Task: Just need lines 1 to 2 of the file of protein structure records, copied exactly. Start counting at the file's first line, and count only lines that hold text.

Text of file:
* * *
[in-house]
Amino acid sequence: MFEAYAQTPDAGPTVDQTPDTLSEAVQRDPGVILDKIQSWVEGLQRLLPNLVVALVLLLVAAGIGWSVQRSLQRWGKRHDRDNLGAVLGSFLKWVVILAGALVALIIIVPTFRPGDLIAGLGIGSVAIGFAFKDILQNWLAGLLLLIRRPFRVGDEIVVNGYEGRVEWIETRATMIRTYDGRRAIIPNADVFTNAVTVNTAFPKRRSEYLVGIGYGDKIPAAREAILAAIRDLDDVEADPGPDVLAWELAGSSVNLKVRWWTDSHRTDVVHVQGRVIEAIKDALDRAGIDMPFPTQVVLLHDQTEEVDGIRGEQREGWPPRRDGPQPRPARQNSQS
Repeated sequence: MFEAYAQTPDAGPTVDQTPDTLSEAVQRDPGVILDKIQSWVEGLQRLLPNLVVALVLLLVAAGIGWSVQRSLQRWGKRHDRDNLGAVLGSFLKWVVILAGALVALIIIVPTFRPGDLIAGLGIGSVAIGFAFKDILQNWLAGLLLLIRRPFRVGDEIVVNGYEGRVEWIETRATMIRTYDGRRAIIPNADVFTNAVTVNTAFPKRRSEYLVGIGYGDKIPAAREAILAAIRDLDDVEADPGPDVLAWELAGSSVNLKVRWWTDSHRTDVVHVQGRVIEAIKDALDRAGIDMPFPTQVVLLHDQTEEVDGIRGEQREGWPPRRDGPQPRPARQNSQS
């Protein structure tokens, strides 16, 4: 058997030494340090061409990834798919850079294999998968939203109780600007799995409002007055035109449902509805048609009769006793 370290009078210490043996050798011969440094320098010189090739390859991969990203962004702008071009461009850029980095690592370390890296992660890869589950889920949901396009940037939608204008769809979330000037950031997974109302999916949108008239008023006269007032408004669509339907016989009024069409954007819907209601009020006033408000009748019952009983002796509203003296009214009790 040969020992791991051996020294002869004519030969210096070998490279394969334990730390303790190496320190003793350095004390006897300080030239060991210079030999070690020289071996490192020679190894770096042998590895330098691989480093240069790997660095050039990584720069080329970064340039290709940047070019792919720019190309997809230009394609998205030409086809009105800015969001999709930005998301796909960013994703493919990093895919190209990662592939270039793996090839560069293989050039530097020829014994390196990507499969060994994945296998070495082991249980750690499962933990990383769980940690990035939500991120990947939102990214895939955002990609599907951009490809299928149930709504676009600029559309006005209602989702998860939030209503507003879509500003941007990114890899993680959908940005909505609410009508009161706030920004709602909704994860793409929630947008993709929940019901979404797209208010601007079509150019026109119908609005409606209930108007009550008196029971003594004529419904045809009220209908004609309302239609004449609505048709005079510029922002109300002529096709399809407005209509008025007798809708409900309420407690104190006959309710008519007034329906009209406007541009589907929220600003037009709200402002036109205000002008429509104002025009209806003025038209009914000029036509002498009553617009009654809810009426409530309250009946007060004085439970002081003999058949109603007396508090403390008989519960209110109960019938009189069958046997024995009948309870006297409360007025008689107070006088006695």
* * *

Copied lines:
[in-house]
Amino acid sequence: MFEAYAQTPDAGPTVDQTPDTLSEAVQRDPGVILDKIQSWVEGLQRLLPNLVVALVLLLVAAGIGWSVQRSLQRWGKRHDRDNLGAVLGSFLKWVVILAGALVALIIIVPTFRPGDLIAGLGIGSVAIGFAFKDILQNWLAGLLLLIRRPFRVGDEIVVNGYEGRVEWIETRATMIRTYDGRRAIIPNADVFTNAVTVNTAFPKRRSEYLVGIGYGDKIPAAREAILAAIRDLDDVEADPGPDVLAWELAGSSVNLKVRWWTDSHRTDVVHVQGRVIEAIKDALDRAGIDMPFPTQVVLLHDQTEEVDGIRGEQREGWPPRRDGPQPRPARQNSQS